Plant Litter Decomposition as a Tool for Stream Ecosystem Assessment

Frainer, André and Bruder, Andreas and Colas, Fanny and Ferreira, Verónica and McKie, Brendan G. (2021) Plant Litter Decomposition as a Tool for Stream Ecosystem Assessment. In: The Ecology of Plant Litter Decomposition in Stream Ecosystems. Springer, pp. 483-509.

Full text not available from this repository. (Request a copy)


The decomposition of plant litter in freshwaters is an integrative process involving multiple organism groups and connecting terrestrial and freshwater ecosystems. The quantification of leaf litter decomposition has been advocated as an effective indicator of ecosystem functional integrity in the bioassessment of freshwaters. Indeed, variation in litter decomposition rates has been used to detect the impacts of a wide range of anthropogenic disturbances on the functioning of detritus-based food webs in freshwater ecosystems, particularly in streams. However, these assessments have almost exclusively been undertaken as part of research projects, and the application of litter decomposition as a tool in routine biomonitoring remains limited. We evaluate the potential for litter decomposition as a tool for ecosystem assessment by environmental agencies and managers, drawing on insights and experiences from three lines of evidence: (i) a broad selection of published research projects, (ii) an existing national-scale monitoring program and (iii) a meta-analysis comparing litter decomposition rates between nutrient-enriched and reference sites. We use this as a basis for discussing inter alia common substrates used in decomposition assays, alternatives for field protocols and sampling designs, and the use of different indices and reference conditions when arriving at an assessment of functional status.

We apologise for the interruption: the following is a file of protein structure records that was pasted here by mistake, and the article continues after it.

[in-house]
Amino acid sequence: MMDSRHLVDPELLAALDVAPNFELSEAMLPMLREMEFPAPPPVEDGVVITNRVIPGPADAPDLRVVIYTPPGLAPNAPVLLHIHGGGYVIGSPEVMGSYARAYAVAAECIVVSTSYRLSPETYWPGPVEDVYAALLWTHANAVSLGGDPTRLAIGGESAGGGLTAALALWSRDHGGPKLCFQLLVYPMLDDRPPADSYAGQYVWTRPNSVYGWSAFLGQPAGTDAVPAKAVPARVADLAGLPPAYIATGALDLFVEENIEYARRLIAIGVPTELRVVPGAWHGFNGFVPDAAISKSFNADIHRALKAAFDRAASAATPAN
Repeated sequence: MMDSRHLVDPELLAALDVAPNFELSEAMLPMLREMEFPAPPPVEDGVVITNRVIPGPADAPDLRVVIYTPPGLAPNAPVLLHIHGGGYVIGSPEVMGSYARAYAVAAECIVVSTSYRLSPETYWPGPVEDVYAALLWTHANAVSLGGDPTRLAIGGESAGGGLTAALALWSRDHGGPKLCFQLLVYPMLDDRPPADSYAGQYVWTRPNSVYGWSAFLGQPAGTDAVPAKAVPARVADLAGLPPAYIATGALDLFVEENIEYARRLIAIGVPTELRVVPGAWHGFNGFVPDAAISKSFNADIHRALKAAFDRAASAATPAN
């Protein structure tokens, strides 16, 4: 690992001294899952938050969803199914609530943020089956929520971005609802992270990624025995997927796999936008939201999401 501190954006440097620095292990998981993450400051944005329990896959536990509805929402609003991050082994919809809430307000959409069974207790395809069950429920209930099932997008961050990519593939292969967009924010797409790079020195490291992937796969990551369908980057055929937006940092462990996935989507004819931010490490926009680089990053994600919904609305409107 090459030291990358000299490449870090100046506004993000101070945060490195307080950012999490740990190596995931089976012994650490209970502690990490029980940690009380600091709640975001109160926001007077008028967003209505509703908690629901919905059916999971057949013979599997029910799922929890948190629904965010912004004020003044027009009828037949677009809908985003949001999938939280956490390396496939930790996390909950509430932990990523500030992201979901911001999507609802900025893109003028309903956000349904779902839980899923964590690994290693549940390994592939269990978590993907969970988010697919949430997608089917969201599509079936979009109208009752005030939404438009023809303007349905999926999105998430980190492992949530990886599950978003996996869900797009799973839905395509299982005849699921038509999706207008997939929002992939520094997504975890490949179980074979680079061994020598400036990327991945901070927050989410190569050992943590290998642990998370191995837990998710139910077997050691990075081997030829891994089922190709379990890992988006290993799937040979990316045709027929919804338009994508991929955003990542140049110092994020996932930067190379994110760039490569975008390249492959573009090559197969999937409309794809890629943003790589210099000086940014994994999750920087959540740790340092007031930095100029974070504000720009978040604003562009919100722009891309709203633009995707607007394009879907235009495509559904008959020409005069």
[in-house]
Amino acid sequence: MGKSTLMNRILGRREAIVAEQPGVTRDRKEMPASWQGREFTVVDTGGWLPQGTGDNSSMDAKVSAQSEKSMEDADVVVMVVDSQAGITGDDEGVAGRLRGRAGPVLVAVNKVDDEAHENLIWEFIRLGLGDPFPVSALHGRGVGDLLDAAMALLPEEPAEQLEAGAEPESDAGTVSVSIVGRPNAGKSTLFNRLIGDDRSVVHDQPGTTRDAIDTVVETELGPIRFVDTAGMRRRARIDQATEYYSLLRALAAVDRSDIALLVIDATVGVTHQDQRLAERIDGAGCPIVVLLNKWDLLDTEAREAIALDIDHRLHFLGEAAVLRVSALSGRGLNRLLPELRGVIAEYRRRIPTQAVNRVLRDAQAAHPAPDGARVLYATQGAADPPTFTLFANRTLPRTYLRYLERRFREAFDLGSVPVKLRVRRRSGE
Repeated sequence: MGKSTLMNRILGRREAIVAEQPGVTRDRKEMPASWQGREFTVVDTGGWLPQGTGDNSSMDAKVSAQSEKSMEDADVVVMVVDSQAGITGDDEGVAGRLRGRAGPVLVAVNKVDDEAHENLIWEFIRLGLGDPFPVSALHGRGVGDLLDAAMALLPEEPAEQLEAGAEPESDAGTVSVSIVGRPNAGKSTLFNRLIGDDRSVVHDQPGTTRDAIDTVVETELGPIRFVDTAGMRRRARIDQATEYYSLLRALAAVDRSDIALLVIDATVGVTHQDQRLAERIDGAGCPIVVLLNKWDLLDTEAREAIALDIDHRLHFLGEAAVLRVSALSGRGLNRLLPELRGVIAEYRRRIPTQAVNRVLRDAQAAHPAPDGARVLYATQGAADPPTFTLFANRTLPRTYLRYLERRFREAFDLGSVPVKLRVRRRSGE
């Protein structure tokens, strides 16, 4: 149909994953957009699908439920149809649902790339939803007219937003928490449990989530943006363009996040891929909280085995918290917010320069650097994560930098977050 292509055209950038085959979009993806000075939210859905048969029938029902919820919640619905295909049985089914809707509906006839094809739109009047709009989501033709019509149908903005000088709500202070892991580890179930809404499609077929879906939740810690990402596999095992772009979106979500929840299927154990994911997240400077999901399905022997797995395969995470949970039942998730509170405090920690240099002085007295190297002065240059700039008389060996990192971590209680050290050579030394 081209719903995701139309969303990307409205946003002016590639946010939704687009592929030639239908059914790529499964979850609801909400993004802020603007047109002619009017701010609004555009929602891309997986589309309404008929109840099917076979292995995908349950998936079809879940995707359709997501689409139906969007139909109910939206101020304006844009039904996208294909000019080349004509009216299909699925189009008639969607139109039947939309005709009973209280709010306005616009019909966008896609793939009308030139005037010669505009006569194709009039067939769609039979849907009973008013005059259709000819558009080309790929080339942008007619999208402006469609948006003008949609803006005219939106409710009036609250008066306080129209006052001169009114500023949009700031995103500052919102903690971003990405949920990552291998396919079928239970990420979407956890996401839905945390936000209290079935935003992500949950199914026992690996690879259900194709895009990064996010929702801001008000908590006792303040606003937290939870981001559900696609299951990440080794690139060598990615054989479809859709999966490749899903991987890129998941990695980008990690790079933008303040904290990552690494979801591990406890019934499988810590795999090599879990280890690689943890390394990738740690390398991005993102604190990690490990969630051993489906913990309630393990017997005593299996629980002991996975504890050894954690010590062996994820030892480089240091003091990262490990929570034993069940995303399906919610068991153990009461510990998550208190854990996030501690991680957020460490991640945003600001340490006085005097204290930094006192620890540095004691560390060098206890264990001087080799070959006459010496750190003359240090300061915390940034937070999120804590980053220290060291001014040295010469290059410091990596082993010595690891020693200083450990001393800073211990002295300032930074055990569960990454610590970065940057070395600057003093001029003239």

Actions (login required)

View Item View Item